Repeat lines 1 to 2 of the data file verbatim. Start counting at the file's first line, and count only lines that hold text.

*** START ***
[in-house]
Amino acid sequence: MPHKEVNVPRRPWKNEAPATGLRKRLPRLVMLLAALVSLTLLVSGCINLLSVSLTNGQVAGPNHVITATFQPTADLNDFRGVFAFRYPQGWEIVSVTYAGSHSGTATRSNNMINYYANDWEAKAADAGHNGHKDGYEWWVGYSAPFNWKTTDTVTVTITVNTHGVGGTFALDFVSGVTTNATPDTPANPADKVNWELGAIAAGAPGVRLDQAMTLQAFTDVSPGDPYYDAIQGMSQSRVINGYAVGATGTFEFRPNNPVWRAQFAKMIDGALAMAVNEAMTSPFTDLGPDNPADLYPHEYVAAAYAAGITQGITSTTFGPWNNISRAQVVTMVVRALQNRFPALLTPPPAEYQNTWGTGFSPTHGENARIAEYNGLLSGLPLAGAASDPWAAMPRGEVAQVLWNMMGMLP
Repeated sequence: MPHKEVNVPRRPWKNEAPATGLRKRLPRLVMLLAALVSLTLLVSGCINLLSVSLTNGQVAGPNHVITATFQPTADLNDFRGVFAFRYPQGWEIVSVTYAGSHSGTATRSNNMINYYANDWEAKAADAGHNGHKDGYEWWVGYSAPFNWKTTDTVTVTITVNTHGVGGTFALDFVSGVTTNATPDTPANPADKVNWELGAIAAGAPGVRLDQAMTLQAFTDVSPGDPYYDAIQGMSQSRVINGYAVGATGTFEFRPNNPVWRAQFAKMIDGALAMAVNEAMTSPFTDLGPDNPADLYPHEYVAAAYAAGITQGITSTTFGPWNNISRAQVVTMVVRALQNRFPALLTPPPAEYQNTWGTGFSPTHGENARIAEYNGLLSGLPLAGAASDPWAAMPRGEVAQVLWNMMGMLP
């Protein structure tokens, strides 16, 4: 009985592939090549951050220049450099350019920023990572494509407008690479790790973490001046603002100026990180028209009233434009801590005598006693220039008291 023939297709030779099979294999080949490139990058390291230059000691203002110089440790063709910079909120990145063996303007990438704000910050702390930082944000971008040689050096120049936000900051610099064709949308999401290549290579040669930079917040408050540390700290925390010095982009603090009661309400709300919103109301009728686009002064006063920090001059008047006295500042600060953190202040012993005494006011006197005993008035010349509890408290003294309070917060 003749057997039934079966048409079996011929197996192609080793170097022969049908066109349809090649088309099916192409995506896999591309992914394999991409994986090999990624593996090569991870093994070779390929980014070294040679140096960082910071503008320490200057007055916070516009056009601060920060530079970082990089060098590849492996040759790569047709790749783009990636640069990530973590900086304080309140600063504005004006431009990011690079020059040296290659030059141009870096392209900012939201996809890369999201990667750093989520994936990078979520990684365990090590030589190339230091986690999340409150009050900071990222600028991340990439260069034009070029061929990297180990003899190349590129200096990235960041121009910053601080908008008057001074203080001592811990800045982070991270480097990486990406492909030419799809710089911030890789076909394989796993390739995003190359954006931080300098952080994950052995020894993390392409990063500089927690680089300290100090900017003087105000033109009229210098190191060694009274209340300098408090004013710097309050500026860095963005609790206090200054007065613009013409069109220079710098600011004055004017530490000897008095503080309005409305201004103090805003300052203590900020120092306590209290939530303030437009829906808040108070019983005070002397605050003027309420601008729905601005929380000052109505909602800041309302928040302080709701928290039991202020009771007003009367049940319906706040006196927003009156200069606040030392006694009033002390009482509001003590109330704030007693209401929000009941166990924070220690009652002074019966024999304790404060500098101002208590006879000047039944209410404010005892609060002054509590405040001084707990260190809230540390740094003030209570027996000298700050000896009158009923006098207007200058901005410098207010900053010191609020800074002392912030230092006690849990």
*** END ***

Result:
[in-house]
Amino acid sequence: MPHKEVNVPRRPWKNEAPATGLRKRLPRLVMLLAALVSLTLLVSGCINLLSVSLTNGQVAGPNHVITATFQPTADLNDFRGVFAFRYPQGWEIVSVTYAGSHSGTATRSNNMINYYANDWEAKAADAGHNGHKDGYEWWVGYSAPFNWKTTDTVTVTITVNTHGVGGTFALDFVSGVTTNATPDTPANPADKVNWELGAIAAGAPGVRLDQAMTLQAFTDVSPGDPYYDAIQGMSQSRVINGYAVGATGTFEFRPNNPVWRAQFAKMIDGALAMAVNEAMTSPFTDLGPDNPADLYPHEYVAAAYAAGITQGITSTTFGPWNNISRAQVVTMVVRALQNRFPALLTPPPAEYQNTWGTGFSPTHGENARIAEYNGLLSGLPLAGAASDPWAAMPRGEVAQVLWNMMGMLP